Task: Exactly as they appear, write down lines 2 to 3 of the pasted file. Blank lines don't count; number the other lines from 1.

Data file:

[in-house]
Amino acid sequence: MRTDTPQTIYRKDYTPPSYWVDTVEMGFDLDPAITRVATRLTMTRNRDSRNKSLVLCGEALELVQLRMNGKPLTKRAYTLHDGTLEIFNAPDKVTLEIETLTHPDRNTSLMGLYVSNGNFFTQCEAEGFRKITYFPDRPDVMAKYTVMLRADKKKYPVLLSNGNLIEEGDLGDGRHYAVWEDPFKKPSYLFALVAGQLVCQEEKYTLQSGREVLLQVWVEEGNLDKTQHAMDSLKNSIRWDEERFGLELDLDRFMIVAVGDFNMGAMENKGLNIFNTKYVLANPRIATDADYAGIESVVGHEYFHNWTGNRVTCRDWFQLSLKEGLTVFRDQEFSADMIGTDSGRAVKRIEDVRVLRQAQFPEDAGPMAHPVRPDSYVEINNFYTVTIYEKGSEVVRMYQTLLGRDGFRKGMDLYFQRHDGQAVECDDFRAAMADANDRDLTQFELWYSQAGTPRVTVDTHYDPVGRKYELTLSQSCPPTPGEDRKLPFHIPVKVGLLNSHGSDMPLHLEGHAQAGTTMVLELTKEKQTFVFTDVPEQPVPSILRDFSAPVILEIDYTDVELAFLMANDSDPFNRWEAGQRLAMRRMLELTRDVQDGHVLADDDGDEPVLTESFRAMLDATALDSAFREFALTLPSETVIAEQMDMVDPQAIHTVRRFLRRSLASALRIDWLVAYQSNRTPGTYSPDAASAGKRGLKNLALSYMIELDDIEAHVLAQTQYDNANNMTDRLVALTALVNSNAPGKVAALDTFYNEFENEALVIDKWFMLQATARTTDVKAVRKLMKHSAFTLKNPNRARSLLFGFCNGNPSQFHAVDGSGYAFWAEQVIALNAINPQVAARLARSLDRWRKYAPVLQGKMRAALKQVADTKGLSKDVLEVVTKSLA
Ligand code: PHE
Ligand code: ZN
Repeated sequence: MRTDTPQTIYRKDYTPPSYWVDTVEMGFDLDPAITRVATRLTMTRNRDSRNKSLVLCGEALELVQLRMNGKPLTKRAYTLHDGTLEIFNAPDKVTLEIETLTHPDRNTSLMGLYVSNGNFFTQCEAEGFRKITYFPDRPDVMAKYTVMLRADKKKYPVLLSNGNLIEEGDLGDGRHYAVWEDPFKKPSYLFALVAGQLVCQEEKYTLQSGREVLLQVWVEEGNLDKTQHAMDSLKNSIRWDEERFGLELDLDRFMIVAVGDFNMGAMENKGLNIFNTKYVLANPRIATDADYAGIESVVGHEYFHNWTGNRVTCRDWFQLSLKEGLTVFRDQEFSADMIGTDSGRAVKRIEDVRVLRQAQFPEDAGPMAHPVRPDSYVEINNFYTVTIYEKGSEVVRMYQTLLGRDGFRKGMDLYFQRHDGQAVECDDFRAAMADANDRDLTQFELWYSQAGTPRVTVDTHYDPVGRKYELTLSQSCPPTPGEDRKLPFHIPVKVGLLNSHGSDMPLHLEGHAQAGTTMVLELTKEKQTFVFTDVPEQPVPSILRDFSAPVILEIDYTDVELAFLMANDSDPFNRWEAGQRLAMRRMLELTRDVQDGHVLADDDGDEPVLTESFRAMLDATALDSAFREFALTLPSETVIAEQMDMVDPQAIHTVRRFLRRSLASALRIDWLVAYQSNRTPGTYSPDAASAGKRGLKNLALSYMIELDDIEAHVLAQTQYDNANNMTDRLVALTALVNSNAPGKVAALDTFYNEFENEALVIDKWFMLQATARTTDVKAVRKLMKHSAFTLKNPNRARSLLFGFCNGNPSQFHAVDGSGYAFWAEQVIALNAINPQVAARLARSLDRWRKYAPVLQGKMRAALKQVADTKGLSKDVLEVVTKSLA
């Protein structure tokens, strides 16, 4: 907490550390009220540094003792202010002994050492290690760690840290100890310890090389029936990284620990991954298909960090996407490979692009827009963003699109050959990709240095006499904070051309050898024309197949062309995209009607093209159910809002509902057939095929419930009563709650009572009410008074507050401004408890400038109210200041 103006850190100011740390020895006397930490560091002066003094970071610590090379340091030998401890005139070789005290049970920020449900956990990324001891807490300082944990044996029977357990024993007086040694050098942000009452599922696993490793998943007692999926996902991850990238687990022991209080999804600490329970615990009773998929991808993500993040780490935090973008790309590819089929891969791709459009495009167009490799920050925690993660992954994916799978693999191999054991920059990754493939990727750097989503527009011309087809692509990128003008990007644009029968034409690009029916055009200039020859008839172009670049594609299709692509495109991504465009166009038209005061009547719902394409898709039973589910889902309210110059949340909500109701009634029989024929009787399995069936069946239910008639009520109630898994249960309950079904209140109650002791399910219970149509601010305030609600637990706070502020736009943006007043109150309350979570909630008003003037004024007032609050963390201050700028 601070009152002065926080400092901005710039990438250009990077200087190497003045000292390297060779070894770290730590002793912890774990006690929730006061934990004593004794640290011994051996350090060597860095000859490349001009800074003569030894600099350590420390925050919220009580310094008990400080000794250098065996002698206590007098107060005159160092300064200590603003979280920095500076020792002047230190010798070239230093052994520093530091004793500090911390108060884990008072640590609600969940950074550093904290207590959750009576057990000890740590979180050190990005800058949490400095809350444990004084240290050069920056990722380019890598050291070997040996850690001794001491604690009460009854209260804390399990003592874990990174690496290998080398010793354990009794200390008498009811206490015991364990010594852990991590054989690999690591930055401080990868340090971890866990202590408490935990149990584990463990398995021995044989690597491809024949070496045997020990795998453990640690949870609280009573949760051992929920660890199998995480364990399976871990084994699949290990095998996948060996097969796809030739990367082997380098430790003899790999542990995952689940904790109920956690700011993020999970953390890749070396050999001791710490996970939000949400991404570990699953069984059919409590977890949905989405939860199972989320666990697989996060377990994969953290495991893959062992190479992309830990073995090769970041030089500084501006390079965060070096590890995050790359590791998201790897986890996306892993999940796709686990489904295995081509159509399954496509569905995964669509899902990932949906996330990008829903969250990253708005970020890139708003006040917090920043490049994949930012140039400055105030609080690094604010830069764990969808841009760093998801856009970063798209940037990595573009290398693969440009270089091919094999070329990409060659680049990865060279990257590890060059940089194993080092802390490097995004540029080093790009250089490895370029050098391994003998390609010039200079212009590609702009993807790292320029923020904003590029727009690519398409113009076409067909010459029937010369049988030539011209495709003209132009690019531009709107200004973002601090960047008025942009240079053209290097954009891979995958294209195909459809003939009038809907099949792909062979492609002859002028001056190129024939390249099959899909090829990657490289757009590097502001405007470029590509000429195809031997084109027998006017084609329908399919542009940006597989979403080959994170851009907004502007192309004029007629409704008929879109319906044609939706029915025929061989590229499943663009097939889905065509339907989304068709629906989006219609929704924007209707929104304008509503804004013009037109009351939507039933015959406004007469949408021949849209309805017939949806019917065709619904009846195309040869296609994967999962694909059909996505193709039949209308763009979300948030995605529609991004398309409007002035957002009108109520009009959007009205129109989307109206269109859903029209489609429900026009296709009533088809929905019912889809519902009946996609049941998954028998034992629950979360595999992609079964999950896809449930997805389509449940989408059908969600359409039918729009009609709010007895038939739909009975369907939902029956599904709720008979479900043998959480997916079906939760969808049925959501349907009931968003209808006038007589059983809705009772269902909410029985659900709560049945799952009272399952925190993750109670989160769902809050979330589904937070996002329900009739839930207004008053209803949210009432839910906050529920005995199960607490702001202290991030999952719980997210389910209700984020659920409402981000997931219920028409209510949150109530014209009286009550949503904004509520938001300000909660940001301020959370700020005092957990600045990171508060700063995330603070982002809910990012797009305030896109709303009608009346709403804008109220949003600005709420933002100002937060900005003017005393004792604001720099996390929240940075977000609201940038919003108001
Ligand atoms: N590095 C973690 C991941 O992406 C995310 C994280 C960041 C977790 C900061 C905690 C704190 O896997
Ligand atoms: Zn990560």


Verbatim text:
Amino acid sequence: MRTDTPQTIYRKDYTPPSYWVDTVEMGFDLDPAITRVATRLTMTRNRDSRNKSLVLCGEALELVQLRMNGKPLTKRAYTLHDGTLEIFNAPDKVTLEIETLTHPDRNTSLMGLYVSNGNFFTQCEAEGFRKITYFPDRPDVMAKYTVMLRADKKKYPVLLSNGNLIEEGDLGDGRHYAVWEDPFKKPSYLFALVAGQLVCQEEKYTLQSGREVLLQVWVEEGNLDKTQHAMDSLKNSIRWDEERFGLELDLDRFMIVAVGDFNMGAMENKGLNIFNTKYVLANPRIATDADYAGIESVVGHEYFHNWTGNRVTCRDWFQLSLKEGLTVFRDQEFSADMIGTDSGRAVKRIEDVRVLRQAQFPEDAGPMAHPVRPDSYVEINNFYTVTIYEKGSEVVRMYQTLLGRDGFRKGMDLYFQRHDGQAVECDDFRAAMADANDRDLTQFELWYSQAGTPRVTVDTHYDPVGRKYELTLSQSCPPTPGEDRKLPFHIPVKVGLLNSHGSDMPLHLEGHAQAGTTMVLELTKEKQTFVFTDVPEQPVPSILRDFSAPVILEIDYTDVELAFLMANDSDPFNRWEAGQRLAMRRMLELTRDVQDGHVLADDDGDEPVLTESFRAMLDATALDSAFREFALTLPSETVIAEQMDMVDPQAIHTVRRFLRRSLASALRIDWLVAYQSNRTPGTYSPDAASAGKRGLKNLALSYMIELDDIEAHVLAQTQYDNANNMTDRLVALTALVNSNAPGKVAALDTFYNEFENEALVIDKWFMLQATARTTDVKAVRKLMKHSAFTLKNPNRARSLLFGFCNGNPSQFHAVDGSGYAFWAEQVIALNAINPQVAARLARSLDRWRKYAPVLQGKMRAALKQVADTKGLSKDVLEVVTKSLA
Ligand code: PHE